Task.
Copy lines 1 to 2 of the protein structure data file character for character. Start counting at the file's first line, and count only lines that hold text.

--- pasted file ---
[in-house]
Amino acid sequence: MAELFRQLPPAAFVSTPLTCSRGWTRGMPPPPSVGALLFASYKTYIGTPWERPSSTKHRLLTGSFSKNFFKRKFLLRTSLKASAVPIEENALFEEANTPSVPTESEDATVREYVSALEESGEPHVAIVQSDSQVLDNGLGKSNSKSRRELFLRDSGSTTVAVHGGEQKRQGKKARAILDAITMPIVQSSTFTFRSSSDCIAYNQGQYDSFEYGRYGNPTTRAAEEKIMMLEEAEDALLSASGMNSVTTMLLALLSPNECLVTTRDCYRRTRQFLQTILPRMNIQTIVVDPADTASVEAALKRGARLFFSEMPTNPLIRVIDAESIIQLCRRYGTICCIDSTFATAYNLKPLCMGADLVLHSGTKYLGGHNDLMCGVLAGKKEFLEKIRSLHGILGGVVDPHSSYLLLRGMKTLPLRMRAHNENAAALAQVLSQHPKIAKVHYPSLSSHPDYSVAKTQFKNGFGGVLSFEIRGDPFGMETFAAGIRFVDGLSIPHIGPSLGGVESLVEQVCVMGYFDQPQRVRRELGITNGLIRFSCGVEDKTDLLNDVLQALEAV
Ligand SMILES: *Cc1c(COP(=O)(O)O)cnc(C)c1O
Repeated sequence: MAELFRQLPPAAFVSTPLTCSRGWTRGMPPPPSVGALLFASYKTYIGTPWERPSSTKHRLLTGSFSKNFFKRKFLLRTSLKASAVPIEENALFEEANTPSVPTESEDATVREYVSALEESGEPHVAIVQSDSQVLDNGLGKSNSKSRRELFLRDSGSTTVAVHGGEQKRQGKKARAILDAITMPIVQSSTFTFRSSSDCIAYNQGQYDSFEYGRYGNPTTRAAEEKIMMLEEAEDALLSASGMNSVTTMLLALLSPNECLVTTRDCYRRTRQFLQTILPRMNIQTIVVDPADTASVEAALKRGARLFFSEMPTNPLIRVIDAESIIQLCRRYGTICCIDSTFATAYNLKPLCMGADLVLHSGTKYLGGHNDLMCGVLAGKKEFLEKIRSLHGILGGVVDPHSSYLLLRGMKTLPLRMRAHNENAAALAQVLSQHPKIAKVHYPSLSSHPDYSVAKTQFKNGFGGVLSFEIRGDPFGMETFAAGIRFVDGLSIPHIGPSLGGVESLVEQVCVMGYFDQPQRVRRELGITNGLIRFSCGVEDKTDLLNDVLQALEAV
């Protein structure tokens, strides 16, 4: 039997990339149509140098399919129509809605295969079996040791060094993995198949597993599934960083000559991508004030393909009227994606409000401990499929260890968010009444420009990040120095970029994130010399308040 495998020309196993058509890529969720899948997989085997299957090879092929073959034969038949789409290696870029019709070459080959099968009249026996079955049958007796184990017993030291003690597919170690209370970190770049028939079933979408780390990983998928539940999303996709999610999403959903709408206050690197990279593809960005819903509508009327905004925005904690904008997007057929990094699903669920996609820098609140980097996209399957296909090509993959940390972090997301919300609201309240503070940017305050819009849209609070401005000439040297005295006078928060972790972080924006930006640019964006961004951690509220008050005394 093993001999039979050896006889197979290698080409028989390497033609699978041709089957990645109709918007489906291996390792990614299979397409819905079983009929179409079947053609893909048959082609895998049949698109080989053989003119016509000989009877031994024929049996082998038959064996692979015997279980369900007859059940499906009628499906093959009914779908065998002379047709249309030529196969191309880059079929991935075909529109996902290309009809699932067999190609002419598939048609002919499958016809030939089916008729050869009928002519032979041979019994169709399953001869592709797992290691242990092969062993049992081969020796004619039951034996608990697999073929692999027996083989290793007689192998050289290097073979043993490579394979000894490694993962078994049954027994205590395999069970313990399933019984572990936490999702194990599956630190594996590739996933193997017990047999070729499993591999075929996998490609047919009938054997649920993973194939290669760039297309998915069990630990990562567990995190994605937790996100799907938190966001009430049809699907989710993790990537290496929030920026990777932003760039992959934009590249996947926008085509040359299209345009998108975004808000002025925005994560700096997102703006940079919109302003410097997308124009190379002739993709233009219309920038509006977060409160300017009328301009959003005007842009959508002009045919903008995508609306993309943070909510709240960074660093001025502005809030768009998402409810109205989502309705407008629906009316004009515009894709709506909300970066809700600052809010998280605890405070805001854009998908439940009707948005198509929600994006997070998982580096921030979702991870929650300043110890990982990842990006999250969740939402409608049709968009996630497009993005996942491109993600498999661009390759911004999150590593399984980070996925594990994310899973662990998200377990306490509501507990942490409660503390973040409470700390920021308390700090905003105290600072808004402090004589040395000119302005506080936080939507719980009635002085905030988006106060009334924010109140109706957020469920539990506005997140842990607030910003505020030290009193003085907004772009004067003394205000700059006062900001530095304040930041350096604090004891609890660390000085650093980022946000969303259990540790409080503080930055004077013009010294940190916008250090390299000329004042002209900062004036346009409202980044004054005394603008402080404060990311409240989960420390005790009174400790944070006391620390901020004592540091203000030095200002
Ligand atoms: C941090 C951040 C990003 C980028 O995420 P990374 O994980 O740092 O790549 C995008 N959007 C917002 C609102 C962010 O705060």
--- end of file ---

[in-house]
Amino acid sequence: MAELFRQLPPAAFVSTPLTCSRGWTRGMPPPPSVGALLFASYKTYIGTPWERPSSTKHRLLTGSFSKNFFKRKFLLRTSLKASAVPIEENALFEEANTPSVPTESEDATVREYVSALEESGEPHVAIVQSDSQVLDNGLGKSNSKSRRELFLRDSGSTTVAVHGGEQKRQGKKARAILDAITMPIVQSSTFTFRSSSDCIAYNQGQYDSFEYGRYGNPTTRAAEEKIMMLEEAEDALLSASGMNSVTTMLLALLSPNECLVTTRDCYRRTRQFLQTILPRMNIQTIVVDPADTASVEAALKRGARLFFSEMPTNPLIRVIDAESIIQLCRRYGTICCIDSTFATAYNLKPLCMGADLVLHSGTKYLGGHNDLMCGVLAGKKEFLEKIRSLHGILGGVVDPHSSYLLLRGMKTLPLRMRAHNENAAALAQVLSQHPKIAKVHYPSLSSHPDYSVAKTQFKNGFGGVLSFEIRGDPFGMETFAAGIRFVDGLSIPHIGPSLGGVESLVEQVCVMGYFDQPQRVRRELGITNGLIRFSCGVEDKTDLLNDVLQALEAV